A group of teenagers has been filmed laughing "Don't be mean to Tweety" while violently throwing a small bird into walls and stomping on it.

The disturbing video was sent to the Herald and featured two former students of John Paul College, who were both current members of the school's First XV.

The SPCA is aware of the incident and investigating.


"I have watched this footage and it is shocking and disturbing," SPCA chief executive Andrea Midgen said.

The incident was filmed and uploaded to social media on Snapchat and shows a group of young men brutally abusing the bird.

It starts with a young man holding the bird by its wing before it is slapped to the ground by another.

John Paul College principal Patrick Walsh. Photo / File
John Paul College principal Patrick Walsh. Photo / File

Feathers are sent flying and the bird cannot get away before another attack.

The bird hops into a corner, where the filmer stomps on the bird several times before he zooms in on it motionless on the floor.

The badly injured bird is picked up by another teen who pretends to eat the bird, before throwing the animal into a wall.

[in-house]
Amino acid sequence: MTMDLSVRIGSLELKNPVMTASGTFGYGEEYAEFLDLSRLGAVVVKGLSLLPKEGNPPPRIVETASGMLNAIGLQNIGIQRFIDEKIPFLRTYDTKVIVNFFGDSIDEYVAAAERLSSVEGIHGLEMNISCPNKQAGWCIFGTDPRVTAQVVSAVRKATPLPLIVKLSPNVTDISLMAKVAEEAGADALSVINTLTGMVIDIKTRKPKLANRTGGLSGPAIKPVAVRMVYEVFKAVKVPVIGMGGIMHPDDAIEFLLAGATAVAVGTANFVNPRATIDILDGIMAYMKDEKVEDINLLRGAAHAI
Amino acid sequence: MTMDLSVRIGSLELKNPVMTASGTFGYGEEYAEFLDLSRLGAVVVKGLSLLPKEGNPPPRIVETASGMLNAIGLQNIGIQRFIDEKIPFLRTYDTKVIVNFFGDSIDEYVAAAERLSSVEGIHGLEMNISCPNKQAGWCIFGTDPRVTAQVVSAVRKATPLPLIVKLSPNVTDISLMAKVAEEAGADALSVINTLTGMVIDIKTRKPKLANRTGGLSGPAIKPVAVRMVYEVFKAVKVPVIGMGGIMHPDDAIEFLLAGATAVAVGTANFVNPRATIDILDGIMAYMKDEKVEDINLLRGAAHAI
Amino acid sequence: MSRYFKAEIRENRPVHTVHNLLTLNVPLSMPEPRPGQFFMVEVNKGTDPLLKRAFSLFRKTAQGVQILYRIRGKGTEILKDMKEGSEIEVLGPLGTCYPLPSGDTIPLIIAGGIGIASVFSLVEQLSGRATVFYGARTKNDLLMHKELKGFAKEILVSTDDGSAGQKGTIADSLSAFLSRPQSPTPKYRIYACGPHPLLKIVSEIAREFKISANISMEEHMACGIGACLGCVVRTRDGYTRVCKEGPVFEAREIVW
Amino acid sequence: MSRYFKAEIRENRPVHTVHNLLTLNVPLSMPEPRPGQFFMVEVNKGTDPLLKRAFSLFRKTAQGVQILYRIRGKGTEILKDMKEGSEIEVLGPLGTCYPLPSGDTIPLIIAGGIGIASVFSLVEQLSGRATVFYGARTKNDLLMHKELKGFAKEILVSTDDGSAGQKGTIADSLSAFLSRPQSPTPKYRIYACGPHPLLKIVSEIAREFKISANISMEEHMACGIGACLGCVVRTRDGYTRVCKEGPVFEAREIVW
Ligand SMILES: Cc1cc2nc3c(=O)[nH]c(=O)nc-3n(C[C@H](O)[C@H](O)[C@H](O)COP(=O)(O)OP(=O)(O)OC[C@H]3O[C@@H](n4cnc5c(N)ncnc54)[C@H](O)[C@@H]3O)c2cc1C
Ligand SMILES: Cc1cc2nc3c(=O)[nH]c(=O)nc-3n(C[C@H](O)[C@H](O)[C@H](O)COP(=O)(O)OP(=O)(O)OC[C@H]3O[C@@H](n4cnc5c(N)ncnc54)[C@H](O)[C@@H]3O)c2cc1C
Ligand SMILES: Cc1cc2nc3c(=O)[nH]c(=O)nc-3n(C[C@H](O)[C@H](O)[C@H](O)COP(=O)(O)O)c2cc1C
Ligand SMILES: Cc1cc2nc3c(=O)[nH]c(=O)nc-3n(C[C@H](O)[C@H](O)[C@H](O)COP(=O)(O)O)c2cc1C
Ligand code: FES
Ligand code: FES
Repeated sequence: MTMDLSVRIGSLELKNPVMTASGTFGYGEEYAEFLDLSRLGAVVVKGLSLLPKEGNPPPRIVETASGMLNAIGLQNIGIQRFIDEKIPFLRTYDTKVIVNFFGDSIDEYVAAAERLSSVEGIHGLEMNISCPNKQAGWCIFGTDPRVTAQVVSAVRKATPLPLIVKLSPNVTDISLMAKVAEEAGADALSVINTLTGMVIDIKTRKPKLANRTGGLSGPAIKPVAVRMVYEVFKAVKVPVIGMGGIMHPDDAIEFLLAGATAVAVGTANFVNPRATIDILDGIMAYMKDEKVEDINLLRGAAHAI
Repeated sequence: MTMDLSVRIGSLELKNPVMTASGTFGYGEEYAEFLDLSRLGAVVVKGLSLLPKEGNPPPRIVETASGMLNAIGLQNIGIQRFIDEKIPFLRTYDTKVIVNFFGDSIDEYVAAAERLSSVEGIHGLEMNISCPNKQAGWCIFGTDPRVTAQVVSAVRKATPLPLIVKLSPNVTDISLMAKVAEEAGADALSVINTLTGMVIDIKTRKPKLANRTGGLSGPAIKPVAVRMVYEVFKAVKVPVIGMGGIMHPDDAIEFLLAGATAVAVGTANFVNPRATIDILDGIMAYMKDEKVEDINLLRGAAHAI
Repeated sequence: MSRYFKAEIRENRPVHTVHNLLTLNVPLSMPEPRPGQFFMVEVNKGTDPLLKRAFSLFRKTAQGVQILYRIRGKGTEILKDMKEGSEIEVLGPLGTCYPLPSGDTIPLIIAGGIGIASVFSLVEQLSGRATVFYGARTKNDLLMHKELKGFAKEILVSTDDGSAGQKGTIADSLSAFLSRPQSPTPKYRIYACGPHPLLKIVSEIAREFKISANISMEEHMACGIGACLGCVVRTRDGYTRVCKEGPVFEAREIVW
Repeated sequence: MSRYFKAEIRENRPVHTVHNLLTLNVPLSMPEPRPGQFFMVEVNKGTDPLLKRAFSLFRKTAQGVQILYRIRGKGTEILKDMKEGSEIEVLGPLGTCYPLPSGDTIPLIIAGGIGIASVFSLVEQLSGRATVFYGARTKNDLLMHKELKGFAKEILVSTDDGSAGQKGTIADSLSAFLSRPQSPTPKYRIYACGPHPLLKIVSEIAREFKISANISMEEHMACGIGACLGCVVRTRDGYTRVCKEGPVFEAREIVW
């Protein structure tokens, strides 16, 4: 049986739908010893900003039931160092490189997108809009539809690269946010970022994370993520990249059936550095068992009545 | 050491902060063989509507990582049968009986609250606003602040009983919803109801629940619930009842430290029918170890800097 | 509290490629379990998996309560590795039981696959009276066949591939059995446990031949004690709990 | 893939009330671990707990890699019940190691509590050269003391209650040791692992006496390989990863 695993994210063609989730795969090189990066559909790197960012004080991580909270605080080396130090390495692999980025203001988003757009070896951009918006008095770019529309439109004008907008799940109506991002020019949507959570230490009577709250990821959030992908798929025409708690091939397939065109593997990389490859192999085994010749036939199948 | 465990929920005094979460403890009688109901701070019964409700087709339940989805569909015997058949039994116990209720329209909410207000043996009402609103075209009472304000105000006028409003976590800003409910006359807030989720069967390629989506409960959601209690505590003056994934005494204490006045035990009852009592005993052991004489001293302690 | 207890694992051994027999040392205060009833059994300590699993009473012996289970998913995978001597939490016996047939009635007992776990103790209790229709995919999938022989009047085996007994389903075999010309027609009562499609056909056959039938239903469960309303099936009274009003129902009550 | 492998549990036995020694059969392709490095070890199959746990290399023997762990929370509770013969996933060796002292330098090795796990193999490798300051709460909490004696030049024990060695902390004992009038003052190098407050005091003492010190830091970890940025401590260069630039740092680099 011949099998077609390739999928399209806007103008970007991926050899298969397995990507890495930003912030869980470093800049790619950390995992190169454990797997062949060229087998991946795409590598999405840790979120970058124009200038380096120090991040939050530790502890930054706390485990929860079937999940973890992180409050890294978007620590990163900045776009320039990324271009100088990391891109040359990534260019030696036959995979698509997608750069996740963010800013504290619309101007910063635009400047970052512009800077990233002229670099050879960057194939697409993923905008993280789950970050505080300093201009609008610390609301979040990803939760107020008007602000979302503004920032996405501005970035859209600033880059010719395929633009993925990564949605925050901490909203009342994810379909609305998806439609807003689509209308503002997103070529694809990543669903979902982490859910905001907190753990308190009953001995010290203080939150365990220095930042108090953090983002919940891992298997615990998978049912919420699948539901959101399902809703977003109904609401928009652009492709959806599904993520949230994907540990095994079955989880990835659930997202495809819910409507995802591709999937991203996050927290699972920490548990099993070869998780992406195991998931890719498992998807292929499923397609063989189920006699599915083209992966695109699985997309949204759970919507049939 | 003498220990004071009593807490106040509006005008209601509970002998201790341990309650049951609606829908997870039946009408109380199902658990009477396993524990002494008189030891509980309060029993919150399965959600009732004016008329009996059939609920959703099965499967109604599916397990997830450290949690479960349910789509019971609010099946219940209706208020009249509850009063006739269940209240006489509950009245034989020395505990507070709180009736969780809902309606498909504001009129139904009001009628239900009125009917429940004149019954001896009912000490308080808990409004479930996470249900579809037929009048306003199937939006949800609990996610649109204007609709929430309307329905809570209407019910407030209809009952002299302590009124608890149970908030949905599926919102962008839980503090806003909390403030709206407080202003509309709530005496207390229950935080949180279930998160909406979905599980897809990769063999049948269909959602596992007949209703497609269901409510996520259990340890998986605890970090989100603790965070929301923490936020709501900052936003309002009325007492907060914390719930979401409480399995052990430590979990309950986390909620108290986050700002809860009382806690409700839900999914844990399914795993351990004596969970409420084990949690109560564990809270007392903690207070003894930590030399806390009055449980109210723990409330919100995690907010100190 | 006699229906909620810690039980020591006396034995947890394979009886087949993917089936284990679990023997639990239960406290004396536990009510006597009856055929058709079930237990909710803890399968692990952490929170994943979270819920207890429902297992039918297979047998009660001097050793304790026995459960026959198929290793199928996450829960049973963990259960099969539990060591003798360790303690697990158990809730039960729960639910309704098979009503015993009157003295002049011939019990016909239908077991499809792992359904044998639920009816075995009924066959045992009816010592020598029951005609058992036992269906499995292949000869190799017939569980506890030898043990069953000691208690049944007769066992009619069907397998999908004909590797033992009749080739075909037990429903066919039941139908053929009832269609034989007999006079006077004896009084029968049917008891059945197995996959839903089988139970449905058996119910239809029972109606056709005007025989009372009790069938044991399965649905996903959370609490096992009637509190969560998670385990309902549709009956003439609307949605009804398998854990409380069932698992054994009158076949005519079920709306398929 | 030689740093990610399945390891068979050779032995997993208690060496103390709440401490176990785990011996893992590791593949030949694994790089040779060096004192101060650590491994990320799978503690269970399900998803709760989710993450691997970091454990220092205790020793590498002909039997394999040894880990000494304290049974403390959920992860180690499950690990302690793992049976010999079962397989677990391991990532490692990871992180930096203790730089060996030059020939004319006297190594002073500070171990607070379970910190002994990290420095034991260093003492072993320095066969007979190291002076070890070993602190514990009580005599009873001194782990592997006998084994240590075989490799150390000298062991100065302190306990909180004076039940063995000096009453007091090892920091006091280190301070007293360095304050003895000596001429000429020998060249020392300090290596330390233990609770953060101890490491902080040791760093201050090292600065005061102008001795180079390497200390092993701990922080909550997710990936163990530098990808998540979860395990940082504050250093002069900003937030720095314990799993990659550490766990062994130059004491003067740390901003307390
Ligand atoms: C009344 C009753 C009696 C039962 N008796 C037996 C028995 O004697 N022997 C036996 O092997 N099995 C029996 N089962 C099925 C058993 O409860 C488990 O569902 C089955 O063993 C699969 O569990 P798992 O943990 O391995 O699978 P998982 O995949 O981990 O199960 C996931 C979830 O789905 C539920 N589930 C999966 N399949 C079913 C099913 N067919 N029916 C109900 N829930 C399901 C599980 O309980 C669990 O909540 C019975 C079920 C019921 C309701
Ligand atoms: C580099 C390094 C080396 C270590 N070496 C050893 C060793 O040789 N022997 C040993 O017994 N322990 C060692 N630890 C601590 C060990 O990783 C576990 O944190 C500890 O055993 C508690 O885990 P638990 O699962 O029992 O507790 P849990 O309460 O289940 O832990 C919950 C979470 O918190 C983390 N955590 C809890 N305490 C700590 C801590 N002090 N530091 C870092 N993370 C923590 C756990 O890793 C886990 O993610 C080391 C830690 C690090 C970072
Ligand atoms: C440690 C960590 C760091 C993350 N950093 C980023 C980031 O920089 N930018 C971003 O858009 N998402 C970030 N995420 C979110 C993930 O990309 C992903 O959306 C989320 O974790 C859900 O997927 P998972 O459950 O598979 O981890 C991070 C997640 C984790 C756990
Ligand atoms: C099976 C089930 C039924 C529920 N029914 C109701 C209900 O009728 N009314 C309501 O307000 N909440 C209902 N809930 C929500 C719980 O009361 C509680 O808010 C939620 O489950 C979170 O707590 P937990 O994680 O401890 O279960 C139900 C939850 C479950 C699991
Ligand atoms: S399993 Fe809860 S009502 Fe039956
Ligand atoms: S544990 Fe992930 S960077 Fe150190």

The filmer isn't finished. He picks up the bird from the ground and throws it onto another wall on the other side of the room.

The attack appears to have occurred at a party. Music can be heard throughout the video and boxes of beer are seen on the floor.


The abusers can be heard laughing throughout the 21-second video.

The principal of the Rotorua college, Patrick Walsh, watched the footage and confirmed that two attackers were former students.

"The college is appalled and deeply saddened by their behaviour," Walsh said.

"It is totally unacceptable to treat a defenceless animal in this manner. It is contrary to our core values and we condemn it in the strongest possible terms."

He said that despite the attackers no longer attending the school, the school's Board of Trustees would initiate an urgent disciplinary process to determine their place in the team.

Police said they were unaware of the incident, but the SPCA confirmed it would look into the matter further.

"This matter has been referred to our SPCA Inspectorate, and will be investigated as per our usual process," Midgen said.

"It is worth reminding New Zealanders that the Animal Welfare Act 1999 protects all animals in our country – not just certain species."